Fantastic Beasts and Where to Find Them will not let Harry Potter fans down

Published: November 28, 2016
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Eddie Redmayne in Fantastic Beasts and Where to Find Them (2016) PHOTO: IMDb

When I first heard about a Harry Potter spin off prequel, I was a bit sceptical about whether any other wizarding fantasy could fill up the wizarding cloaks left behind by Harry and the gang. But little did I know that JK Rowling has some more dazzling magic left for us muggles (or no-maj if you are American). From the get go, this imagination-tickling flick nostalgically took me back to the magical world of wizards and witches with James Newton Howard’s famed title theme and the symbolic silver fonts used in the opening title.

Fantastic Beasts and Where to Find Them is based on a book, just like all the previous Harry Potter films. However, let me remind you that this is JK Rowling we are talking about here; nothing is ordinary in her world. Fantastic Beasts and Where to Find Them, interestingly, is a book within a book; a textbook used by year one students of Hogwarts and written by Newt Scamander; the hero of the movie whose twitchy, soft spoken charms makes all of us viewers fall for him instantly. This movie is Rowling’s first attempt at screenwriting and damn, she is good at it! In contrast to the original Harry Potter kid-centric adventures, this exploration of the magical community across the Atlantic by Rowling is pretty adult appropriate, a tad too much for pre-teen Potterheads.

Newt Scamander (Eddie Redmayne), a Hogwart’s graduate and a British magizoologist arrives in a 1926 New York with a suitcase full of magical and wondrous creatures. (A little fun fact for all you Potter fans: He-Who-Must-Not-Be-Named was born on the last day of 1926 as well. A mere coincidence perhaps?)

Eddie Redmayne as Newt Scamander.

MACUSA, the Magical Congress of the United States of America, the American cousin of the British Ministry of Magic, does not allow the import of wild beasts in the country and Scamander is immediately flagged down by a demoted auror, Porpetina Goldstein (Katherine Waterston), for illegal possession of these magical creatures.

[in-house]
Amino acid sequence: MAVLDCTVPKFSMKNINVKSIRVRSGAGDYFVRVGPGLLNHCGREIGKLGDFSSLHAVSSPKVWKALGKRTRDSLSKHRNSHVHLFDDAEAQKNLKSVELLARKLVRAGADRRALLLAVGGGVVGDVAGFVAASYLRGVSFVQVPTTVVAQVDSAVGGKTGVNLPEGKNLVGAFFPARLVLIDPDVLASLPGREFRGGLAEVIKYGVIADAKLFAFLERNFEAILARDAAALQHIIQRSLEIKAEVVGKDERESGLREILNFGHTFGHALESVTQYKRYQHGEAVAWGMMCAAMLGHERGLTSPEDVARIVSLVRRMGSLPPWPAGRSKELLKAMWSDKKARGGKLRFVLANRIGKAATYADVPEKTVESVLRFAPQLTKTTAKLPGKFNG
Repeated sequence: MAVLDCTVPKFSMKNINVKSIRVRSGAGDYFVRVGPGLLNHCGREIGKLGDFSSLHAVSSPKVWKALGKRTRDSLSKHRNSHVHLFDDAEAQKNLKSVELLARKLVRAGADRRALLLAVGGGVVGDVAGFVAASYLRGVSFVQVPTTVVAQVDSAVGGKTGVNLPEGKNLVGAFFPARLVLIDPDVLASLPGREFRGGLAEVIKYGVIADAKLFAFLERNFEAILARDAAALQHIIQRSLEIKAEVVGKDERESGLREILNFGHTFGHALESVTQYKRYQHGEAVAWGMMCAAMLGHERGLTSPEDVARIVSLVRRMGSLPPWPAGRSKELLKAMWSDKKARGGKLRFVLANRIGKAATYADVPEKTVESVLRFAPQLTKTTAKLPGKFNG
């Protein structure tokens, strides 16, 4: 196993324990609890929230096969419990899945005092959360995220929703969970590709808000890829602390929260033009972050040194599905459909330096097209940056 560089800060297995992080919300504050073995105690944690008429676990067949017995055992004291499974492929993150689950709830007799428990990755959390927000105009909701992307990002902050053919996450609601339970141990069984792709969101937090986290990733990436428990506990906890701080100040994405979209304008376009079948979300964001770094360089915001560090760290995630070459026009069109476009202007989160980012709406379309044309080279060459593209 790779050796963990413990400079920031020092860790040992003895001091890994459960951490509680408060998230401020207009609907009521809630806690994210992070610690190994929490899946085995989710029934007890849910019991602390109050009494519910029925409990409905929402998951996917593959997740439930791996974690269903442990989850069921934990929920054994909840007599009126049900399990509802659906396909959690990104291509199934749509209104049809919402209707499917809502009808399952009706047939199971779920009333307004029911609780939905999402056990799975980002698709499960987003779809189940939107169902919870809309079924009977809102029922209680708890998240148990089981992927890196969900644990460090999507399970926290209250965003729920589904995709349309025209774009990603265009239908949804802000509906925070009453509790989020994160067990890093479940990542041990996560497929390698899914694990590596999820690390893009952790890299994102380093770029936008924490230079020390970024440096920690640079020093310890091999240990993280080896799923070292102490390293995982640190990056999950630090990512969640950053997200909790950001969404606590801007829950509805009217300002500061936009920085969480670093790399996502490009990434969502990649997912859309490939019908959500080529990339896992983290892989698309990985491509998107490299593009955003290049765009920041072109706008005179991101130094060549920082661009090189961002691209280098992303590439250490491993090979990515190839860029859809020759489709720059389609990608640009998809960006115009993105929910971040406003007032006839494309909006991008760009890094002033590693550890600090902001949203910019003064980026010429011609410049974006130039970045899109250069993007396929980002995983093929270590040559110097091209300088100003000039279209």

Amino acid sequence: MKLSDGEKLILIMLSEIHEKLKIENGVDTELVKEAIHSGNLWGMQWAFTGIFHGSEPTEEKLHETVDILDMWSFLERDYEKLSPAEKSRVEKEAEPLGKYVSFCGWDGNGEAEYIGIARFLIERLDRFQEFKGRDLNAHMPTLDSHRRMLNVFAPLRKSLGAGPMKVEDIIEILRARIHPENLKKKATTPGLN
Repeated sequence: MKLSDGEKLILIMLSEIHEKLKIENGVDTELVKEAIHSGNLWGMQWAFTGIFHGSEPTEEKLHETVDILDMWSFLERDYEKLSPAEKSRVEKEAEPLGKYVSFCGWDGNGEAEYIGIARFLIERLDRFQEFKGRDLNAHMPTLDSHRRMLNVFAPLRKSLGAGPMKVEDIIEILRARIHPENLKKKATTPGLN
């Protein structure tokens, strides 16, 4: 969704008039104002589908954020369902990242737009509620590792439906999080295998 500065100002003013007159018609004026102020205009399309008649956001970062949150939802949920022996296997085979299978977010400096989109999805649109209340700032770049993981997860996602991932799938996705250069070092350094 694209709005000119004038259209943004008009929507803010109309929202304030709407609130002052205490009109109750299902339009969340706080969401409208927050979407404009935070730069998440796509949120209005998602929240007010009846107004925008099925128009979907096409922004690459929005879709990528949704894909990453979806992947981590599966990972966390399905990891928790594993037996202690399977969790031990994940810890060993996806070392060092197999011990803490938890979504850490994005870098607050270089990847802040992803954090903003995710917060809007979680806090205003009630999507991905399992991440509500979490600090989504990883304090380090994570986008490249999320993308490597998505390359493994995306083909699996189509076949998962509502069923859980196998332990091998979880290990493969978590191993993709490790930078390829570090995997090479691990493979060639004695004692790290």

Alison Sudol as Queenie and Katherine Waterston as Porpetina Goldstein.

However, there is a mix up of suitcases, with a no-maj aspiring pastry chef, Jacob Kowalski (Dan Fogler), letting several of Scamander’s colourful and mischievous beings to escape from his size belying suitcase.

Dan Fogler as Jacob Kowalski.

Thus begins the hunt to recapture these unique and beguiling creatures. Nifflers a slapstick thieving platypus, by far, is the most impishly likeable of the lot. The duo is joined by Goldstein and her mind reading sister, Queenie (Alison Sudol), to seek the creatures and ultimately uncover a mysteriously malevolent black force ravaging the streets of the Big Apple.

In the latter instalments of the Harry Potter series, Rowling was never afraid to bring out the veiled murky under side of the world and such is the case with this movie as well. Ghastly murders, capital punishment and animal abuse are just a few of the darker matters which she has successfully blended within the fantasy fuelled narrative. She also successfully managed to incorporate a few moral messages in the movie, such as bravery, friendship and the power of kindness, just like she did in the Harry Potter franchise.

Eddie Redmayne brilliantly portrays Newt Scamander as the awkward wizard, bringing out the quintessential shyness of his soft spoken character by having him whisper all his dialogues and avoiding any direct eye contact during one-on-one conversations.

Colin Farrell and Eddie Redmayne

The eye popping production designs were at par, if not superior to the fantastical sets inhabiting the Potterverse. And cost importantly, the movie had that X factor which elevated it from its contemporaries. JK Rowling’s Midas touch, perhaps?

It will be ridiculous of me to try and predict whether the spin off prequel will be as popular as the original Harry Potter franchise. But if the first instalment of Newt Scamander’s magical exploits is anything to go by, then it is safe to state that this particular series would not let its predecessor down.

All photos: IMDb

Hassan Sardar

Hassan Sardar

The author is an aspiring filmmaker and a diehard Liverpool fan. He also teaches Screenwriting and Cinematography, and loves tattoos and flip-flops. He tweets as @CineSardar (twitter.com/CineSardar)

The views expressed by the writer and the reader comments do not necessarily reflect the views and policies of The Express Tribune.